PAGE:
uniaxial anisotropy and that at a lower temperature is associated with a
ferromagnetic (Ga,Mn)As matrix with cubic anisotropy. A change in the
magnetic easy axis from [100] to [110] with increasing temperature can be
explained by the reduced contribution of cubic anisotropy to the magnetic
properties above the transition temperature of the (Ga,Mn)As matrix

### Possible link between the changing fine-structure constant and the accelerating universe via scalar-tensor theory

In 1976, Shlyakhter showed that the Sm data from Oklo results in the upper
bound on the time-variability of the fine-structure constant:
|\dot{\alpha}/\alpha| \lsim 10^{-17}{\rm y}^{-1}, which has ever been the
most stringent bound. Since the details have never been published, however, we
recently re-analyzed the latest data according to Shlyakhter's recipe. We
nearly re-confirmed his result. To be more precise, however, the Sm data gives
either an upper-bound or an "evidence" for a changing $\alpha$:
$\dot{\alpha}/\alpha = -(0.44 \pm 0.04)\times 10^{-16}{\rm y}^{-1}$. A remark
is made to a similar re-analysis due to Damour and Dyson. We also compare our
result with a recent "evidence" due to Webb et al, obtained from distant QSO's.
We point out a possible connection between this time-dependence and the
behavior of a scalar field supposed to be responsible for the acceleration of
the universe, also revealed recently.Comment: 13 pages including 3 figures; delivered at First Int ASTROD School
and Symposium, Sep 13-23, 2001, Beijing, to appear in Int. J. Modern Phys. D,
as part of Proceedings. Minor changes in the reference

### Quintessence, scalar-tensor theories and non-Newtonian gravity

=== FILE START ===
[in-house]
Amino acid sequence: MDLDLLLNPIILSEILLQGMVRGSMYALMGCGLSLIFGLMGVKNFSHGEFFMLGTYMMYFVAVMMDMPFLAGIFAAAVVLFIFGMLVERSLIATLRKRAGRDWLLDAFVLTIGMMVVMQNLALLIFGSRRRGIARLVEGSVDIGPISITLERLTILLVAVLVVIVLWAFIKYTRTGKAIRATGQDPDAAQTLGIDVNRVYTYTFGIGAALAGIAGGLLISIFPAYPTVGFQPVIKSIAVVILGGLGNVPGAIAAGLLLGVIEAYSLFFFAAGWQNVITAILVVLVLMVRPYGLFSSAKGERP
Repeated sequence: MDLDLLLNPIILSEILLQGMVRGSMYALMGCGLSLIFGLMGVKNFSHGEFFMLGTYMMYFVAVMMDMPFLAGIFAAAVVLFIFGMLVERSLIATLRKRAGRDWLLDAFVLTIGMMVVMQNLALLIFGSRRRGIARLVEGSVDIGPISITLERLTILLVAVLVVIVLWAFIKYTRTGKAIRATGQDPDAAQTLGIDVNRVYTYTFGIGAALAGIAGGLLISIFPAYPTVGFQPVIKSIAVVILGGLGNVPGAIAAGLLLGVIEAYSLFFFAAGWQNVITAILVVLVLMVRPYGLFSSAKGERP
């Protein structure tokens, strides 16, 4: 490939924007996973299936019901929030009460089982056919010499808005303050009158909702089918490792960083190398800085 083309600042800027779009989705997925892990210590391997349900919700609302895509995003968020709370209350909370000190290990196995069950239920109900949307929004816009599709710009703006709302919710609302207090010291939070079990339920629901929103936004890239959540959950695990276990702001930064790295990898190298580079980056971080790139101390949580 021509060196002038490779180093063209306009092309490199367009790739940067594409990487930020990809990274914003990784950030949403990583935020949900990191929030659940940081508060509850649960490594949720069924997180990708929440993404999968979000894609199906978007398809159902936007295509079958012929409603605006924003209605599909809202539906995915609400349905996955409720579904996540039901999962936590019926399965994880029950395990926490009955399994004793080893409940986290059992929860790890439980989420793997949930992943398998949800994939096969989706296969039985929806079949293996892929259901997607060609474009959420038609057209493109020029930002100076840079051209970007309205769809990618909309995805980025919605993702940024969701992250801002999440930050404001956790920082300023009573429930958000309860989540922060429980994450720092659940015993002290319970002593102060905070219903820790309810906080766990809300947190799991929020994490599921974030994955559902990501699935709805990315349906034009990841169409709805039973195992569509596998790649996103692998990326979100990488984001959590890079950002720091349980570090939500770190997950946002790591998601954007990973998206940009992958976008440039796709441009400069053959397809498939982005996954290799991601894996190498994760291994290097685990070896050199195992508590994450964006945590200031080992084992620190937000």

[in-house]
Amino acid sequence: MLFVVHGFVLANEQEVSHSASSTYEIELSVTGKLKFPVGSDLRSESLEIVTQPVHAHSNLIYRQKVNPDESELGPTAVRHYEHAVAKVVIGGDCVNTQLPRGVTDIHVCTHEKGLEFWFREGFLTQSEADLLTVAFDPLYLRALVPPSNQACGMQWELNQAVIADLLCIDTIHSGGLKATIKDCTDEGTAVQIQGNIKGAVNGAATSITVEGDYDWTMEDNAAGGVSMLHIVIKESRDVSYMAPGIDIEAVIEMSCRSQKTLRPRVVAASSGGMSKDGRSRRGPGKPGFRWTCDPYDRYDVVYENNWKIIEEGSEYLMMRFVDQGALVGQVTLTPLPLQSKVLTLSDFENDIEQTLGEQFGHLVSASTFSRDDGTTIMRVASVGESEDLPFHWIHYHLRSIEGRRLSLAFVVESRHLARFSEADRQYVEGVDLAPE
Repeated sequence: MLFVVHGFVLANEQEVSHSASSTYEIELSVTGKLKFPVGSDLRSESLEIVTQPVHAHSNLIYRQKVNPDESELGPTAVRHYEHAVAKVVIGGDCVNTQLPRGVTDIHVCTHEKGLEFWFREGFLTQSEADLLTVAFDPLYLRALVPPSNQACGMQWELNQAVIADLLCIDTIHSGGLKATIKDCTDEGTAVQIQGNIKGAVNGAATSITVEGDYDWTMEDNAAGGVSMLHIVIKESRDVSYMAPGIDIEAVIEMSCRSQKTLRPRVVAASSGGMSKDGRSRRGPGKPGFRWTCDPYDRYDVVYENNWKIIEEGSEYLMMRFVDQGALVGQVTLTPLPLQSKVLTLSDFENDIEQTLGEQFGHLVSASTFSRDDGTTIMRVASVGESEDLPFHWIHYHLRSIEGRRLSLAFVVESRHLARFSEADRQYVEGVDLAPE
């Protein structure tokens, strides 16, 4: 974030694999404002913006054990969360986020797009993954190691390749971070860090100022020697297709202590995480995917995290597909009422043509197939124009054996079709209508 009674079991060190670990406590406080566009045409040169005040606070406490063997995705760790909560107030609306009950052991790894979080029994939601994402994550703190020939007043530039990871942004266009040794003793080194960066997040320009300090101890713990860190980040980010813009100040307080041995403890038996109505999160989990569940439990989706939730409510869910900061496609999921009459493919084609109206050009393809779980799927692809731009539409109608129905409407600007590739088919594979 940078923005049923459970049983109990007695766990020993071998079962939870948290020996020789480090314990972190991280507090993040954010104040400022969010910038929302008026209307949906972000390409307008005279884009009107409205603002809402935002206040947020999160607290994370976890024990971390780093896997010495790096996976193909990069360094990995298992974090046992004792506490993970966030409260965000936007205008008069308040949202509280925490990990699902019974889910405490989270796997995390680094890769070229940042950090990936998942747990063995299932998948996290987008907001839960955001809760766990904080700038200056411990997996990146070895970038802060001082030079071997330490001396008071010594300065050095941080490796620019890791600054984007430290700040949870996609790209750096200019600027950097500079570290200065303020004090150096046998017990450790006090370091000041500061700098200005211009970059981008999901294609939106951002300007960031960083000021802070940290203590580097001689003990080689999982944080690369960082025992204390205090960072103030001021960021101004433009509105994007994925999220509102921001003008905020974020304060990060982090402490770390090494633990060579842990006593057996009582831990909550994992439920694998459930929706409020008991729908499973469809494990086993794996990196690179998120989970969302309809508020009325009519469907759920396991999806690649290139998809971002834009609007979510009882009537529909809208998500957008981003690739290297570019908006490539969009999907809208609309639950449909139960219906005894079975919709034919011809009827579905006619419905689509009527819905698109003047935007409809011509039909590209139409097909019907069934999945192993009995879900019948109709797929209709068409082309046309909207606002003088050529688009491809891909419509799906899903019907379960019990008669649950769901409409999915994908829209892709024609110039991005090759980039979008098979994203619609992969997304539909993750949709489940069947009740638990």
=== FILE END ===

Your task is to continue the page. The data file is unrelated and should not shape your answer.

We discuss some of the issues which we encounter when we try to invoke the
scalar-tensor theories of gravitation as a theoretical basis of quintessence.
One of the advantages of appealing to these theories is that they allow us to
implement the scenario of a ``decaying cosmological constant,'' which offers a
reasonable understanding of why the observed upper bound of the cosmological
constant is smaller than the theoretically natural value by as much as 120
orders of magnitude. In this context, the scalar field can be a candidate of
quintessence in a broader sense. We find, however, a serious drawback in the
prototype Brans-Dicke model with $\Lambda$ added; a static universe in the
physical conformal frame which is chosen to have constant particle masses. We
propose a remedy by modifying the matter coupling of the scalar field taking
advantage of scale invariance and its breakdown through quantum anomaly. By
combining this with a conjecture on another cosmological constant problem
coming from the vacuum energy of matter fields, we expect a possible link
between quintessence and non-Newtonian gravity featuring violation of Weak
Equivalence Principle and intermediate force range, likely within the
experimental constraints. A new prediction is also offered on the
time-variability of the gravitational constant.Comment: 12 pages LaTex including 1 eps figur

### BRIDGE: A Direct-tree Hybrid N-body Algorithm for Fully Self-consistent Simulations of Star Clusters and their Parent Galaxies

We developed a new direct-tree hybrid N-body algorithm for fully
self-consistent N-body simulations of star clusters in their parent galaxies.
In such simulations, star clusters need high accuracy, while galaxies need a
fast scheme because of the large number of the particles required to model it.
In our new algorithm, the internal motion of the star cluster is calculated
accurately using the direct Hermite scheme with individual timesteps and all
other motions are calculated using the tree code with second-order leapfrog
integrator. The direct and tree schemes are combined using an extension of the
mixed variable symplectic (MVS) scheme. Thus, the Hamiltonian corresponding to
everything other than the internal motion of the star cluster is integrated
with the leapfrog, which is symplectic. Using this algorithm, we performed
fully self-consistent N-body simulations of star clusters in their parent
galaxy. The internal and orbital evolutions of the star cluster agreed well
with those obtained using the direct scheme. We also performed fully
self-consistent N-body simulation for large-N models ($N=2\times 10^6$). In
this case, the calculation speed was seven times faster than what would be if
the direct scheme was used.Comment: 12 pages, 13 figures, Accepted for PAS

- …